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I knit, I sew, I run, I look after children and hamsters, I take truly terrible pictures, I cook, I complain.  Sometimes all at the same time.

Sunday, 18 July 2010

Does pink stink?

I like pink. I used to wear it a lot (none of my pink clothes fit any more :( ), I knit with it a lot and I put Lucy in it a lot of the time. She also has green clothes, blue clothes, jeans, trousers, "boys"' teeshirts and is currently wearing a green and white teeshirt and jeans. She doesn't have many pink toys, except for her baby pushchair and some blocks that my parents got her for Christmas that we don't use as she has two big bags of blocks, and the pink ones should really stay at their house.

I can see where these people are coming from - when I go to the Early Learning Centre, it's quite sickening how much stuff is pushed at little girls that emphasises good behaviour and low expectations (especially slogan teeshirts aimed at older children - My Daddy thinks I'm a princess, Future WAG, Playboy branded things for children for God's sake) but at the same time, we don't have to buy it for them. Lucy is not an independent consumer, and she may want things, but I don't have to buy them for her. I can buy her things I like, things I think she might like later on, but they don't have to be pink cash registers and bikinis and princess dresses.

More positive role models for girls would be a good thing, I understand this; after all I do teach young girls, and it's sobering to find out how many idolise Barbies, but it's also heartening to see them playing football, watching Ben 10, loving Thomas the Tank Engine and other "boys" things. Children have limited horizons - 10 is old to a 5 year old, 15 is ancient to a 10 year old and you may as well be dead as be 25 when you're 17 - and it's our job as adults to help them learn to make good decisions. We should be teaching them to ignore marketing ploys and to see through the surface to the substance.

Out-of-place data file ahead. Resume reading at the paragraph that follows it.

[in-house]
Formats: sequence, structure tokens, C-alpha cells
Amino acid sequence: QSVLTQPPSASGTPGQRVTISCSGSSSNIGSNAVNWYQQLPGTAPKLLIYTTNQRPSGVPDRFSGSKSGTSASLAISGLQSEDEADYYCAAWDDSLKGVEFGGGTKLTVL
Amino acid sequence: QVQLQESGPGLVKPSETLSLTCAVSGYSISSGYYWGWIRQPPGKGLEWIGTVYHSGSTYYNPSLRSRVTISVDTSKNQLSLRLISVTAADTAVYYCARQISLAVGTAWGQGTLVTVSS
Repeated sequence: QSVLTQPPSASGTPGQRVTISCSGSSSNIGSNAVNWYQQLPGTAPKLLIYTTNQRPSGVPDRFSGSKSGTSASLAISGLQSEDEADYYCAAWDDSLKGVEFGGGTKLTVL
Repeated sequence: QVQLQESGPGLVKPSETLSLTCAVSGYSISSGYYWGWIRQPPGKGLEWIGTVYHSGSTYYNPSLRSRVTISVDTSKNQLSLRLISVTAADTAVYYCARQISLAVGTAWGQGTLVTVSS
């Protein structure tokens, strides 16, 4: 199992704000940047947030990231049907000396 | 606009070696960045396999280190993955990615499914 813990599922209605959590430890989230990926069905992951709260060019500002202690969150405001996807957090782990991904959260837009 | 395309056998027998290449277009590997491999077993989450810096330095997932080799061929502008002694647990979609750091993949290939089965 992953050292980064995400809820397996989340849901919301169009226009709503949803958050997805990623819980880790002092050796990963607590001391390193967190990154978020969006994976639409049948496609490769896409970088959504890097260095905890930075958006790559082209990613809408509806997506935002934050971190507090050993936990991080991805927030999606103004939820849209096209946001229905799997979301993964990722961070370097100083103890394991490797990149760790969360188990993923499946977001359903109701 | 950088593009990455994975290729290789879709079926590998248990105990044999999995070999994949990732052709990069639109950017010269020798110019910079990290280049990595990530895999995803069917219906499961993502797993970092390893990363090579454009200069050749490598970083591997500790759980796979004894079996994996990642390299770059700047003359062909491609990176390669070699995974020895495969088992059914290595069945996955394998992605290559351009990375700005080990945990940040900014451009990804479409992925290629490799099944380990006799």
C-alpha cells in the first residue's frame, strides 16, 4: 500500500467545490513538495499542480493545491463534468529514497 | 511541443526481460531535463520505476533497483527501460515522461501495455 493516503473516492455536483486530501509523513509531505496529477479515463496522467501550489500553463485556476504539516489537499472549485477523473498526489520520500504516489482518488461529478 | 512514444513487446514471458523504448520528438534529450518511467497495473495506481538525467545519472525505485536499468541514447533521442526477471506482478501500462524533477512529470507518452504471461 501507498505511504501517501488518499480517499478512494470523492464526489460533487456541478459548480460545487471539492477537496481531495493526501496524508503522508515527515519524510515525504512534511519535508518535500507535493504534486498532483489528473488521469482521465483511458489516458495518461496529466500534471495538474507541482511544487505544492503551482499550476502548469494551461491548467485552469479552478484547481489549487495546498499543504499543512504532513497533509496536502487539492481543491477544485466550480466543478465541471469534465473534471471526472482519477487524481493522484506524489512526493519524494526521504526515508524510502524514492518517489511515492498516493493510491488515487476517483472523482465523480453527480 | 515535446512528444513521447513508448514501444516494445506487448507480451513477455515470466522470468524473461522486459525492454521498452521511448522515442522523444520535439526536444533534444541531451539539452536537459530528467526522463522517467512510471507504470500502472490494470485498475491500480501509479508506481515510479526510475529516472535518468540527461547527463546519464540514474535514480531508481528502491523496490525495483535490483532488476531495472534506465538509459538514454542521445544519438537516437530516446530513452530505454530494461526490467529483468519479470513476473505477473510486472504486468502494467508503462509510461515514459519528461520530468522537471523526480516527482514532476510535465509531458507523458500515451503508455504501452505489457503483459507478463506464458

So, on the whole, pink doesn't stink, but the stuff that is painted bright pink to appeal to little girls does, and we should watch out for it. But overanalysing and obsessing over our culture is rapidly turning into a disease and stops us noticing the big stuff. The marketing of things at children is far, far too widespread and dangerous, and obsessing whether pink things should be for girls misses the point.

So there.

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